The heart of my painting process is what I call the “seed”. As I paint both figure and background, I watch for the seed to happen or appear. By seed, I mean a formal metaphor that happens accidentally or unconsciously. It suggests to me, in formal ideas, what the painting will say conceptually. This usually occurs at a level just below consciousness. I am often not aware of this seed until the painting is finished.
As I blocked in the figure and background, a moth shape appeared to me in my hurried brush marks in the upper right corner of this painting. Using a visual reference, I painted a flying moth over those initial strokes. As I continued to paint the figure, I was led by the idea of a moth emerging from, or unraveling out of her cocoon. The painted figure also took on the qualities of the flying moth with her arms outstretched. I put a scissors in her hand- a visual rhyme for the moth’s antennae.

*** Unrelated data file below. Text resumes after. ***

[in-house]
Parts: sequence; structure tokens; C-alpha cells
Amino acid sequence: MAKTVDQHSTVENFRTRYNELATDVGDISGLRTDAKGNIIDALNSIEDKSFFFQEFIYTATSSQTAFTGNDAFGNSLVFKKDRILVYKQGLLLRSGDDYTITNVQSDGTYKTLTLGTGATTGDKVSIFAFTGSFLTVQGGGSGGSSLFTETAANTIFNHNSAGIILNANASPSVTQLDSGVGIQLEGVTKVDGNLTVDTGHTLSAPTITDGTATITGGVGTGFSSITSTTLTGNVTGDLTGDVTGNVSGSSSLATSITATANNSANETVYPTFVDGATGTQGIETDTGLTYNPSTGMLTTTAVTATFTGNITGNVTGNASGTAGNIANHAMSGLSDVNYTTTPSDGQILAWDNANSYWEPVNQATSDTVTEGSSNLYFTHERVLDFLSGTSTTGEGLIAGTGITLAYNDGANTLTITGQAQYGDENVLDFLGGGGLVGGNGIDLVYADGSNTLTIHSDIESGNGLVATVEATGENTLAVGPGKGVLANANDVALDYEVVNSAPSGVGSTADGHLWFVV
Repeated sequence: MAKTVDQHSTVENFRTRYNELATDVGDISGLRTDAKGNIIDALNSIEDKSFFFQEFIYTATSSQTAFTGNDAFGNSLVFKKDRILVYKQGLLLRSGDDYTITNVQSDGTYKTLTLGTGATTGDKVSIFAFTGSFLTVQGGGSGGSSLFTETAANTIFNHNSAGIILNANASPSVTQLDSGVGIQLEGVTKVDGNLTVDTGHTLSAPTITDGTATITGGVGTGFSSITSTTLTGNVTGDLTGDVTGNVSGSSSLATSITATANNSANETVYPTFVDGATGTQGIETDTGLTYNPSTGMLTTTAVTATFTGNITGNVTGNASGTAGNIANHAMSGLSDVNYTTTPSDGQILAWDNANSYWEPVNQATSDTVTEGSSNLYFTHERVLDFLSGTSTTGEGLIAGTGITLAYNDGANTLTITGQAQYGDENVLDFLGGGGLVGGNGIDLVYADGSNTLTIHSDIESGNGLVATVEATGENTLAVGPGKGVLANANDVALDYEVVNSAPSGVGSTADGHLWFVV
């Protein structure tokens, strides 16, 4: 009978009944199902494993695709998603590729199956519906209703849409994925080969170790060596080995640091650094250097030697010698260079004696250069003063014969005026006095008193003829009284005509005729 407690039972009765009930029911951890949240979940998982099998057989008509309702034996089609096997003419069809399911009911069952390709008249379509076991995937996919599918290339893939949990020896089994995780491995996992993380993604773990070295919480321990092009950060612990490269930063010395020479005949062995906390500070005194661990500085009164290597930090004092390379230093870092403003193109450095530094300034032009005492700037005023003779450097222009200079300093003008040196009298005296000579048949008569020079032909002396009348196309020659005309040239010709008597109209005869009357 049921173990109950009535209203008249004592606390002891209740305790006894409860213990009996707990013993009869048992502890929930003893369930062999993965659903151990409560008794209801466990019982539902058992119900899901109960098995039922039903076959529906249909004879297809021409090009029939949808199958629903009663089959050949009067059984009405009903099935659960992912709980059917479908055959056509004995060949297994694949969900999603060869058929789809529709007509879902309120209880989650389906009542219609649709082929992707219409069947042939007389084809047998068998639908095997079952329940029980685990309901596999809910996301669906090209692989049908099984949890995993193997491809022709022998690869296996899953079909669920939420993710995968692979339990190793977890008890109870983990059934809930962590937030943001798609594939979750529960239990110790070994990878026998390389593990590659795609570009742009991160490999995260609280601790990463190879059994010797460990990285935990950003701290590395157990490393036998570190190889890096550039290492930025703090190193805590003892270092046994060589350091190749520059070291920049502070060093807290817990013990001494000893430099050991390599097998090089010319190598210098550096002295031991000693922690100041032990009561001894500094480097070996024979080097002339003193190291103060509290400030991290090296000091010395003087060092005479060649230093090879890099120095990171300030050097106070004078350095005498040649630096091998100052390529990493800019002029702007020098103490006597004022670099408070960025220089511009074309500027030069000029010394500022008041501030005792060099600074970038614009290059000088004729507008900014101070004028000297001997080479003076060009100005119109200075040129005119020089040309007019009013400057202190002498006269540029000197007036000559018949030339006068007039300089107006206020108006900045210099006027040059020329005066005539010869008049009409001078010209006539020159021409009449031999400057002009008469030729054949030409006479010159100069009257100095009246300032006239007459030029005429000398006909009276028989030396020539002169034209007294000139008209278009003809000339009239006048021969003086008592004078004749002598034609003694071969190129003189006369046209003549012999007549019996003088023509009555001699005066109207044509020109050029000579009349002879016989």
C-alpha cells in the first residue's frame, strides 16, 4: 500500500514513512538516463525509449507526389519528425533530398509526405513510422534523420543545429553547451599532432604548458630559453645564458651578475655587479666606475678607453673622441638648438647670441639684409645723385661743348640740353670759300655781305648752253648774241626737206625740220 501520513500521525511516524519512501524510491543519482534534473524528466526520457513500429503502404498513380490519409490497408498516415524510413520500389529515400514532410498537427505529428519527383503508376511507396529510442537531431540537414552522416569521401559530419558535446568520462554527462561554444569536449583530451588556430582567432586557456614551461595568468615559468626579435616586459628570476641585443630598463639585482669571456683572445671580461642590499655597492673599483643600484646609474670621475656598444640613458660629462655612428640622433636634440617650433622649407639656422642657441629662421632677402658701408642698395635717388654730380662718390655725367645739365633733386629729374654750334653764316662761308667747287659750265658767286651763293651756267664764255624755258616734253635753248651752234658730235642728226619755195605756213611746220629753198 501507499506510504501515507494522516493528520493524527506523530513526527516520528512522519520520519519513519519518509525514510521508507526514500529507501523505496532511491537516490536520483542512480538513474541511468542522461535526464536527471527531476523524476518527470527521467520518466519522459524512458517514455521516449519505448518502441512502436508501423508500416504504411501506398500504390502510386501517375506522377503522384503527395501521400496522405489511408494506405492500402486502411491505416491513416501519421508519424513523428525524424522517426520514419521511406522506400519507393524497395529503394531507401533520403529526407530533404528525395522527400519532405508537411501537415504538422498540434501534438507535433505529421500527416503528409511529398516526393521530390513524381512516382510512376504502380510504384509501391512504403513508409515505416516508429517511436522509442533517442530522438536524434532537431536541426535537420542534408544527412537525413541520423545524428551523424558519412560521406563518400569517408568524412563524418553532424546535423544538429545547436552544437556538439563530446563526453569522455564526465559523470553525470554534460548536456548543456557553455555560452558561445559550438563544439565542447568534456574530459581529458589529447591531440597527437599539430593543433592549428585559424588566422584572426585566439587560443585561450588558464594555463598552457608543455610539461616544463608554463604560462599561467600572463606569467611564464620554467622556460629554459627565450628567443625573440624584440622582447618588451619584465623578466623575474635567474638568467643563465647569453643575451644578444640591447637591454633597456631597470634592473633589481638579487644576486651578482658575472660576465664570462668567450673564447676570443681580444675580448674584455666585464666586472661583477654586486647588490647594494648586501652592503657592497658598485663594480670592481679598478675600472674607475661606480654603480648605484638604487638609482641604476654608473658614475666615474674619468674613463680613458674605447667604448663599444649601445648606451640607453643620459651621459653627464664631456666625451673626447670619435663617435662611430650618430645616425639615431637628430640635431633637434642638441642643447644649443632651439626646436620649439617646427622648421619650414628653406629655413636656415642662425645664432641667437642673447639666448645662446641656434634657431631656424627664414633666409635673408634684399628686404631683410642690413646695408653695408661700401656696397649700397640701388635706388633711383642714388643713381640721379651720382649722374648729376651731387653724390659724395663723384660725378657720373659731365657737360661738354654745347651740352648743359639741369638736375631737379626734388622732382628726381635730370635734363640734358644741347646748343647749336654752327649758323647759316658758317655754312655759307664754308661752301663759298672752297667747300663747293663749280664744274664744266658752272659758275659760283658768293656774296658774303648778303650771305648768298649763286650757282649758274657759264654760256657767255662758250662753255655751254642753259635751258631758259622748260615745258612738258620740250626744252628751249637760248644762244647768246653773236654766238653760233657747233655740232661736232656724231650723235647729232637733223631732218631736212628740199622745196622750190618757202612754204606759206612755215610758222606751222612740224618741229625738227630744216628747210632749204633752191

However, the moth began to crowd the figure; I painted it out and added a moth resting on her thigh. I replaced this moth by yet another one flying under the table, which was also painted out. Finally, I began to see a large moth shape on the table. I refined it into a vague, yet ominous shadow of a large, unseen moth flying overhead. Now the painting seemed balanced. The moth was my seed; it led me in the painting process and defined the figure as both unraveling in tentative flight and in need of a weapon for her defense. Long gone, the seed remains transformed into a ghostly shadow. (Schaumburg, IL)